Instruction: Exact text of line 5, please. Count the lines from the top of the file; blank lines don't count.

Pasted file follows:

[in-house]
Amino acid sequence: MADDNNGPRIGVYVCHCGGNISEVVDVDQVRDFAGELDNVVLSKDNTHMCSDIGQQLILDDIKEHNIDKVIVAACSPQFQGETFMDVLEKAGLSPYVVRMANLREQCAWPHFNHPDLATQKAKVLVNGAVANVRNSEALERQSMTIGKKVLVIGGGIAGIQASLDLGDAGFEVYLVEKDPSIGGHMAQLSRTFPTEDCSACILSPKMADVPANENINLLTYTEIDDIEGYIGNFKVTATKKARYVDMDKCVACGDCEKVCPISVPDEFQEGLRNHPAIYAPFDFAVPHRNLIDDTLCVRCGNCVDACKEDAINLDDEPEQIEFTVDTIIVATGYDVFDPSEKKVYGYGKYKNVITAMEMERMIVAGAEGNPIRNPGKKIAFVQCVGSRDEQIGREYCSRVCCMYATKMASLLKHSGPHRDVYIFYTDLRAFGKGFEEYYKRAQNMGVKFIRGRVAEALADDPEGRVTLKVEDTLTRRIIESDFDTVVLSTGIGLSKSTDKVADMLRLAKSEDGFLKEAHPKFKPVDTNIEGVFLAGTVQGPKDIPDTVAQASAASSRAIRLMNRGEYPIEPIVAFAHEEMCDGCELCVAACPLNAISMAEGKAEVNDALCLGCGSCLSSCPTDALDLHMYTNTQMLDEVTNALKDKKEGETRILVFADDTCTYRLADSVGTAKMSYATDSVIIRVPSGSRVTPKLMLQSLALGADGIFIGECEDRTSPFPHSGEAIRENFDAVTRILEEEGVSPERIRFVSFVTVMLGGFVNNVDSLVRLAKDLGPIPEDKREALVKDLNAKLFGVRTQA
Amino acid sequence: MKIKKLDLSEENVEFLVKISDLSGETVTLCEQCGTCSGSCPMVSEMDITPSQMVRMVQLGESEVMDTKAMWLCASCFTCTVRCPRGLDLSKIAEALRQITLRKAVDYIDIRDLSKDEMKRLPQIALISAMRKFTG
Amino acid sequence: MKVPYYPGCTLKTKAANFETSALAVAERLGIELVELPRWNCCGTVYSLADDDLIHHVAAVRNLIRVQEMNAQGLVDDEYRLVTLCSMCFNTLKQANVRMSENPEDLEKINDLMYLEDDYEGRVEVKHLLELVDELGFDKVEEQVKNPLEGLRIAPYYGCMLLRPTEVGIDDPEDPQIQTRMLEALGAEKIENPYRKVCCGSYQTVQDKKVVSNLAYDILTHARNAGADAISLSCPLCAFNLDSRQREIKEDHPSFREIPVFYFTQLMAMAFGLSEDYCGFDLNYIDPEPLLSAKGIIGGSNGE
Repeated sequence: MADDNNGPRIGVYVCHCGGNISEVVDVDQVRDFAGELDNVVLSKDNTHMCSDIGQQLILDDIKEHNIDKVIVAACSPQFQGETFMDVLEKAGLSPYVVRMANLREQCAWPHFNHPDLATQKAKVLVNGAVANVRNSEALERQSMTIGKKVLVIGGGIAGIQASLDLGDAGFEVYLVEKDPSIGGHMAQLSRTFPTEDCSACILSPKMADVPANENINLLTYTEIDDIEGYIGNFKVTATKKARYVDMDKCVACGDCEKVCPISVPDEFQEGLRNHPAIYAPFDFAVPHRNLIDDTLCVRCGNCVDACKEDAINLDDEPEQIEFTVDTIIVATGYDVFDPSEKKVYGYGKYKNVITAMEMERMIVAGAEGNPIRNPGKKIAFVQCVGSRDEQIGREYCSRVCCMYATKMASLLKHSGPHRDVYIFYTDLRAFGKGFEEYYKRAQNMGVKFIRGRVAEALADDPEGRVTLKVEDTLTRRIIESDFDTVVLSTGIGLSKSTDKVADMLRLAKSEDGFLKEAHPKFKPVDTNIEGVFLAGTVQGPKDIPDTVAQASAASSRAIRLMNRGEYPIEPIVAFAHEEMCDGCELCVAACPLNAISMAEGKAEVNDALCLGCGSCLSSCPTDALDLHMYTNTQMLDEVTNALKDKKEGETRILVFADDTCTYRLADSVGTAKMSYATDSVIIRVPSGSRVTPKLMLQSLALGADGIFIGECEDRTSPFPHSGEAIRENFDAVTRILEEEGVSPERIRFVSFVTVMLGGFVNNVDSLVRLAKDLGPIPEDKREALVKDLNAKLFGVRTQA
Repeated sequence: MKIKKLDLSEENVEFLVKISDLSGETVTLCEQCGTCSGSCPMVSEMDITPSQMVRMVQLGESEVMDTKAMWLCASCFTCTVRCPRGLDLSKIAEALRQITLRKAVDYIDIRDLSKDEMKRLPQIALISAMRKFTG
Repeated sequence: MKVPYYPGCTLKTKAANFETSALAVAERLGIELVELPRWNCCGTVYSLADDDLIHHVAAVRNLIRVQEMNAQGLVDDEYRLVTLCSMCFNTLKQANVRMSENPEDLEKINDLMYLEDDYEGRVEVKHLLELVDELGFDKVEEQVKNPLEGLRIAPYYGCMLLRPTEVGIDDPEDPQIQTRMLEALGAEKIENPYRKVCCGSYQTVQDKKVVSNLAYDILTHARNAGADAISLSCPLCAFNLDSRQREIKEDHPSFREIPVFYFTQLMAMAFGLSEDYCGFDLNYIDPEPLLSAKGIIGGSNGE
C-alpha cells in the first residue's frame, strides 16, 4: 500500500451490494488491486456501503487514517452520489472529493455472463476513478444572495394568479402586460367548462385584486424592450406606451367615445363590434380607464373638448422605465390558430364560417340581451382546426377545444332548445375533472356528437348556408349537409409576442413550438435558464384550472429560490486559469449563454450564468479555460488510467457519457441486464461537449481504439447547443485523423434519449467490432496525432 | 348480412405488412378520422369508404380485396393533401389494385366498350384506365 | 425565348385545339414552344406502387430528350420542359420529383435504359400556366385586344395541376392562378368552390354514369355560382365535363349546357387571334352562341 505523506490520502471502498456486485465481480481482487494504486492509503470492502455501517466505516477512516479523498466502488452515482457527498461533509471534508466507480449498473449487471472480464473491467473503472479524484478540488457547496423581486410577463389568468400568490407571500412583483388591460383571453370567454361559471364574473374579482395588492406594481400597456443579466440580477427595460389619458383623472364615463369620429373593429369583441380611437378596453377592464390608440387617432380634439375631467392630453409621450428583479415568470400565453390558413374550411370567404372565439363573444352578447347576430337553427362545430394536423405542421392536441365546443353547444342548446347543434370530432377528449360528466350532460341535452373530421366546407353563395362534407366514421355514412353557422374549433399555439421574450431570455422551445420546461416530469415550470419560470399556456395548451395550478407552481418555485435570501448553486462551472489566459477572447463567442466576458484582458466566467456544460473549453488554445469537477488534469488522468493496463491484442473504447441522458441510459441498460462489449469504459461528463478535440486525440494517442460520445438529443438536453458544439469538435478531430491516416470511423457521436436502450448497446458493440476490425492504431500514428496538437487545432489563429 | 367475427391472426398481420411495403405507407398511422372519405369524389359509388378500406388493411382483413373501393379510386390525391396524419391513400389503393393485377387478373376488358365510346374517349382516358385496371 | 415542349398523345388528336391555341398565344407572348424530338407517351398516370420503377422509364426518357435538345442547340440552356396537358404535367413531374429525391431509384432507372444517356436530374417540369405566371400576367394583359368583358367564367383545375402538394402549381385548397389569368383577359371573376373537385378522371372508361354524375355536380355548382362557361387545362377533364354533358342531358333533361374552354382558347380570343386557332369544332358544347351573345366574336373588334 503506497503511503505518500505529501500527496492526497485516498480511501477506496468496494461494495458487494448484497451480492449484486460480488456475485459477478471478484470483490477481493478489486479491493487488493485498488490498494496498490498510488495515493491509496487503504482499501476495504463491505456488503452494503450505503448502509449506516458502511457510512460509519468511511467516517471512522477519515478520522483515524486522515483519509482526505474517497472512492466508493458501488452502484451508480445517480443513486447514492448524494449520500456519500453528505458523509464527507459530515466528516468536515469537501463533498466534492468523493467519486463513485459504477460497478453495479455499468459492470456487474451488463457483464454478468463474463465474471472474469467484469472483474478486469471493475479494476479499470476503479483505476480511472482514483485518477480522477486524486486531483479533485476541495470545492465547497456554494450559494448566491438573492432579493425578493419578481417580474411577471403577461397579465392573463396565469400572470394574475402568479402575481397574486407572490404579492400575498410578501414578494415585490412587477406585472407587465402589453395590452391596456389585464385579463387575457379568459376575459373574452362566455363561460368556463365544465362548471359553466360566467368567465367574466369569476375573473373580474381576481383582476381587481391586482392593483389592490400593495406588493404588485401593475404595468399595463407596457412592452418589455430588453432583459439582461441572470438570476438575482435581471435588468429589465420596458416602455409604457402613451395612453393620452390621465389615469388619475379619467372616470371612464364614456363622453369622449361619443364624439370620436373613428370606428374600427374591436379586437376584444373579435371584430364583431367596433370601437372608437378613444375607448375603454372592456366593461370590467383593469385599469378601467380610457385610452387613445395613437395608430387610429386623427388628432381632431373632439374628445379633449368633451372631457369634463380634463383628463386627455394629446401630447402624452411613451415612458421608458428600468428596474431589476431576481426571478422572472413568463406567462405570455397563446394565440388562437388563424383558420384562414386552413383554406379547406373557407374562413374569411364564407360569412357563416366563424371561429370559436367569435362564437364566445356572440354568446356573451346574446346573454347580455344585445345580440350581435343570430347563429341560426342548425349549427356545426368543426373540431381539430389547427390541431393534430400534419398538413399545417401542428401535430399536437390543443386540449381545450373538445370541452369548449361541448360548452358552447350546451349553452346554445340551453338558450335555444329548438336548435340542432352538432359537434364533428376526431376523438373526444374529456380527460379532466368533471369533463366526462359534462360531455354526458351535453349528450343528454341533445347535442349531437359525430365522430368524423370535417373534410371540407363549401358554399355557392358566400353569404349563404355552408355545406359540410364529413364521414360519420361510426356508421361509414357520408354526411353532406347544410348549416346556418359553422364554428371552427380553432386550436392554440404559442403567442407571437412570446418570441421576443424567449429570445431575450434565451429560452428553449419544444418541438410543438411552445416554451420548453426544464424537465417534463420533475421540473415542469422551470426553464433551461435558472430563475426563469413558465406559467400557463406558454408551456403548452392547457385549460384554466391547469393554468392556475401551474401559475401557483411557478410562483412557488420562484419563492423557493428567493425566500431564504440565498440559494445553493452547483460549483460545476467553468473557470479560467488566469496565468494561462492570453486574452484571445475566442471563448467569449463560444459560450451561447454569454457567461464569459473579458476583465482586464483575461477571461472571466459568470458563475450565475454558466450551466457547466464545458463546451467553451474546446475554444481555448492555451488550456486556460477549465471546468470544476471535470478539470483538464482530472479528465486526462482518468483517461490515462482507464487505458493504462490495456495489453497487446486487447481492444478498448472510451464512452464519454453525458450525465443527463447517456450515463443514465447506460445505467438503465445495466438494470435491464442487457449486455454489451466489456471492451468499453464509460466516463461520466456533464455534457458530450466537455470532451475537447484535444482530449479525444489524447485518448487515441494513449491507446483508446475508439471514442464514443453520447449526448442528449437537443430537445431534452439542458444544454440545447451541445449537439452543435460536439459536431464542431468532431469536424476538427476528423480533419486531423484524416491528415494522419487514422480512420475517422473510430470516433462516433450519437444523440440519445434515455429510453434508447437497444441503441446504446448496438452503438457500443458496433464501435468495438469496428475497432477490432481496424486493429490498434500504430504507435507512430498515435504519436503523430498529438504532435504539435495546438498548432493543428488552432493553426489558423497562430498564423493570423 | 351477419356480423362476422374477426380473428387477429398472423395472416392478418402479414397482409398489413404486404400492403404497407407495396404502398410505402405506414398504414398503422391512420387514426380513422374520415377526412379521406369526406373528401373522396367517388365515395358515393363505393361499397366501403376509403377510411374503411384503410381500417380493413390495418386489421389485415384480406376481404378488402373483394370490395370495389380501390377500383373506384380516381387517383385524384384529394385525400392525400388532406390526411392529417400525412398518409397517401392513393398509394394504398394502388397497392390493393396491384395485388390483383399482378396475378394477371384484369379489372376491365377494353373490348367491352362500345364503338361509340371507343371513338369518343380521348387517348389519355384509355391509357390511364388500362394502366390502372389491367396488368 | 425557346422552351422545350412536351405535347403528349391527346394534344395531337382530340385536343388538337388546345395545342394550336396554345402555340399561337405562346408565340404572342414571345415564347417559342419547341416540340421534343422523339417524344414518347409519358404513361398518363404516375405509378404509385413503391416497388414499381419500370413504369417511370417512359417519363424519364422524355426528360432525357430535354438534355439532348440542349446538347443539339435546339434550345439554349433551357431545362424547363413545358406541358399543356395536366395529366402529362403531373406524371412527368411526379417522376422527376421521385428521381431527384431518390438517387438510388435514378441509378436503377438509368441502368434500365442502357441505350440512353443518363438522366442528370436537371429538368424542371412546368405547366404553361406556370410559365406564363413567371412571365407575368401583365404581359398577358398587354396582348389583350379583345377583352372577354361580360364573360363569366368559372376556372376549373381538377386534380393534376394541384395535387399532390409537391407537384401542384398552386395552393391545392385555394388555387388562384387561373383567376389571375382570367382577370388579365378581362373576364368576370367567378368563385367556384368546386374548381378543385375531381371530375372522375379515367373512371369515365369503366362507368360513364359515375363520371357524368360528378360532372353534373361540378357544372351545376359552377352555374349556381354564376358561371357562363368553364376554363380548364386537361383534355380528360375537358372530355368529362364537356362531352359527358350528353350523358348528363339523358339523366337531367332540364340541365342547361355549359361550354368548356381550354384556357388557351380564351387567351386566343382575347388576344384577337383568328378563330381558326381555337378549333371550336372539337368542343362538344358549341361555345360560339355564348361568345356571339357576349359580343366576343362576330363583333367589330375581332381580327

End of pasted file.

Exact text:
Repeated sequence: MADDNNGPRIGVYVCHCGGNISEVVDVDQVRDFAGELDNVVLSKDNTHMCSDIGQQLILDDIKEHNIDKVIVAACSPQFQGETFMDVLEKAGLSPYVVRMANLREQCAWPHFNHPDLATQKAKVLVNGAVANVRNSEALERQSMTIGKKVLVIGGGIAGIQASLDLGDAGFEVYLVEKDPSIGGHMAQLSRTFPTEDCSACILSPKMADVPANENINLLTYTEIDDIEGYIGNFKVTATKKARYVDMDKCVACGDCEKVCPISVPDEFQEGLRNHPAIYAPFDFAVPHRNLIDDTLCVRCGNCVDACKEDAINLDDEPEQIEFTVDTIIVATGYDVFDPSEKKVYGYGKYKNVITAMEMERMIVAGAEGNPIRNPGKKIAFVQCVGSRDEQIGREYCSRVCCMYATKMASLLKHSGPHRDVYIFYTDLRAFGKGFEEYYKRAQNMGVKFIRGRVAEALADDPEGRVTLKVEDTLTRRIIESDFDTVVLSTGIGLSKSTDKVADMLRLAKSEDGFLKEAHPKFKPVDTNIEGVFLAGTVQGPKDIPDTVAQASAASSRAIRLMNRGEYPIEPIVAFAHEEMCDGCELCVAACPLNAISMAEGKAEVNDALCLGCGSCLSSCPTDALDLHMYTNTQMLDEVTNALKDKKEGETRILVFADDTCTYRLADSVGTAKMSYATDSVIIRVPSGSRVTPKLMLQSLALGADGIFIGECEDRTSPFPHSGEAIRENFDAVTRILEEEGVSPERIRFVSFVTVMLGGFVNNVDSLVRLAKDLGPIPEDKREALVKDLNAKLFGVRTQA